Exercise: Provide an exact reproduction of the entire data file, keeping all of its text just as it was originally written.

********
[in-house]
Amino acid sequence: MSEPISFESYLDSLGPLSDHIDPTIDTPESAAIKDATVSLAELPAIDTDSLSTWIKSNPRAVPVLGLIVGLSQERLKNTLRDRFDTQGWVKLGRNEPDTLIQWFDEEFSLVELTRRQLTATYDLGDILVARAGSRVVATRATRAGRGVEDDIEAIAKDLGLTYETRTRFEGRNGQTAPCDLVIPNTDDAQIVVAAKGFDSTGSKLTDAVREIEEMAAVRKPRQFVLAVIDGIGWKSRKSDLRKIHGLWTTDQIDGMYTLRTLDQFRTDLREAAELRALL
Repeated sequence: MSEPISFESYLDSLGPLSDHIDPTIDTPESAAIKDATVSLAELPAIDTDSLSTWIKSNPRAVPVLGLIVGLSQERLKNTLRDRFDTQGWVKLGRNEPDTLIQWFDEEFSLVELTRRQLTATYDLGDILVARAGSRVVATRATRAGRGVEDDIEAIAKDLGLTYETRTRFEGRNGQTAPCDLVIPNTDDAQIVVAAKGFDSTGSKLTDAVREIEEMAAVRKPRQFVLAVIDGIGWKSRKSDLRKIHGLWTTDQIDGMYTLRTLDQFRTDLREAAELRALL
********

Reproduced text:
[in-house]
Amino acid sequence: MSEPISFESYLDSLGPLSDHIDPTIDTPESAAIKDATVSLAELPAIDTDSLSTWIKSNPRAVPVLGLIVGLSQERLKNTLRDRFDTQGWVKLGRNEPDTLIQWFDEEFSLVELTRRQLTATYDLGDILVARAGSRVVATRATRAGRGVEDDIEAIAKDLGLTYETRTRFEGRNGQTAPCDLVIPNTDDAQIVVAAKGFDSTGSKLTDAVREIEEMAAVRKPRQFVLAVIDGIGWKSRKSDLRKIHGLWTTDQIDGMYTLRTLDQFRTDLREAAELRALL
Repeated sequence: MSEPISFESYLDSLGPLSDHIDPTIDTPESAAIKDATVSLAELPAIDTDSLSTWIKSNPRAVPVLGLIVGLSQERLKNTLRDRFDTQGWVKLGRNEPDTLIQWFDEEFSLVELTRRQLTATYDLGDILVARAGSRVVATRATRAGRGVEDDIEAIAKDLGLTYETRTRFEGRNGQTAPCDLVIPNTDDAQIVVAAKGFDSTGSKLTDAVREIEEMAAVRKPRQFVLAVIDGIGWKSRKSDLRKIHGLWTTDQIDGMYTLRTLDQFRTDLREAAELRALL